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Panama: Election rebuff for Martinelli a rum business


Main image: the product range of Varela Hermanos, the rum distillers owned by the Varela family

The May 2014 general election frustrated the efforts of their outgoing president, Ricardo Martinelli, to maintain political control of Panama. They hit him where it hurts most, in a surprising move, by voting for his worst enemy – the current vice-president Juan Carlos Varela.

Against the odds and running third in the polls, centre-right politican Varela, 51, was elected with 39 percent of votes compared with 31 percent for José Domingo Arias, Martinelli’s sponsored candidate. Some 27 percent of voters opted for centre-left politician Juan Carlos Navarro, a former mayor of Panama City between 1999 and 2009.

‘Today Panama won, today democracy won,’ Mr Varela said in his victory speech. As has been the case since 1989, when Manuel Antonio Noriega was ousted in the U.S. invasion, Panama’s citizens have chosen once more to turn against the ruling-party candidate.

Panama’s thriving economic climate boasts an average GDP growth of more than eight percent in the last five years, combined with an unemployment rate that fell to a forty-year low in 2013. President Martinelli also invested over $15 billion in developing infrastructure during his term in office. However, these successes have not been sufficient to continue Mr Martinelli’s control of power.

As the Constitution of Panama does not permit two consecutive presidential terms, the conservative politician made every effort to ensure the triumph of his chosen candidate, along with his wife Marta Linares de Martinelli, who ran for the vice-presidency with Arias.

These actions were seen by political opponents, and arguably by many Panamanians, as a veiled attempt at re-election. The people of Panama instead chose Varela to take the reins, despite Martinelli’s heavy investment of over $15,000 million in developing infrastructure to improving the life of many citizens.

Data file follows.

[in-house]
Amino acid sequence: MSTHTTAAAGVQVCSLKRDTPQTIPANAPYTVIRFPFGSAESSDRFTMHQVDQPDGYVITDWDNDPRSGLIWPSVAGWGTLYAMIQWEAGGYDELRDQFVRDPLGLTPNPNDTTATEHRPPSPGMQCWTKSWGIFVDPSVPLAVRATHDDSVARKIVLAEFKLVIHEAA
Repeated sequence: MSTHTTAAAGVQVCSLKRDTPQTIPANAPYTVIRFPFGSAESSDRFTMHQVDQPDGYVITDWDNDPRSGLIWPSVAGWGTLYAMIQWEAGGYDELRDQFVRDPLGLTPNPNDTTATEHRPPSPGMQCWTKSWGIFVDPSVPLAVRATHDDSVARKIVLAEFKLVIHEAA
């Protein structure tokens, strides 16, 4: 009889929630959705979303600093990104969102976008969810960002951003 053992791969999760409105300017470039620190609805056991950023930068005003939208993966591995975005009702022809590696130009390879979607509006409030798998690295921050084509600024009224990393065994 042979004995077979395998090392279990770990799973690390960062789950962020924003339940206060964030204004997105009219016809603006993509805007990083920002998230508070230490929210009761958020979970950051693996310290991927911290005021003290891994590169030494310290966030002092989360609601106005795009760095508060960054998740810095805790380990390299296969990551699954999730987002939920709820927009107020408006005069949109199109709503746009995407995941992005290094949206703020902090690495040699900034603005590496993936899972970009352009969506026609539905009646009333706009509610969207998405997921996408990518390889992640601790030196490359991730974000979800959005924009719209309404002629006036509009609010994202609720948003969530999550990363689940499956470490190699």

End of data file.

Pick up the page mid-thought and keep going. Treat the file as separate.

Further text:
Once allies, now enemies

Ricardo Martinelli, leader of Cambio Democrático (CD), and Juan Carlos Varela, president of Partido Panameñista (PPa) won the 2009 election and formed a coalition government.  

Varela was appointed as both vice-president and as Foreign Minister and was at first designated as the coalition’s candidate for 2014. Two years later, the political alliance had disintegrated, culminating in Varela’s dismissal by Martinelli.

‘[Varela] neglected his functions as foreign minister because he had four positions: foreign minister, vice-president, president of PPa and presidential candidate’, Martinelli commented. The former foreign minister refuted the allegations, and took his party out of government. He remained as vice-president by default, as the post is obligatory by constitution.

As president, Martinelli increased the executive’s control  over the legislative and judicial powers, policies which were strongly opposed by Varela. The two politicians have since become sworn adversaries with fundamental differences stemming from the origin of each of their fortunes.

Police guard one of Martinelli's 'Super-99' supermarkets during a 2012 march by indigenous protestors against mining. Photo: PanamaGuide.comBoth Martinelli and Varela are rich magnates turned politicians. The president of the CD is the owner of a supermarket chain, who earned his fortune over the past few decades. Unlike Varela – whose family is the owner of a rum distillery – he does not come from the country’s traditional oligarchy. ‘What is he complaining about if I sell his spirits in my supermarkets?’ said Martinelli about Varela.

Varela the man

A Roman Catholic father of three, Varela is ideologically conservative, economically liberal and a strong defender of social policy.

His political campaign centred upon accusations of corruption directed at Martinelli. Varela promised greater transparency in politics: ‘Whoever wants to do business should grab their things and go to the private sector,’ Varela once said of Martinelli. Among his campaign pledges were to gain control of rising food prices, launch changes to the constitution to ensure the effectiveness of a separation of powers, and focus efforts towards tackling poverty and inequality. ‘Five years of prosperity, social peace, consensus, dialogue and unity are coming. Panama’s wealth will be at the service of all,’ he pledged.

Varela, who takes office on July 1, will not have an easy task during his five-year presidency. With the PPa functioning as a clear minority within Congress and the expansion of the canal meeting with problem after problem, he will have to demonstrate great political skill if he is to keep the promises he has made.

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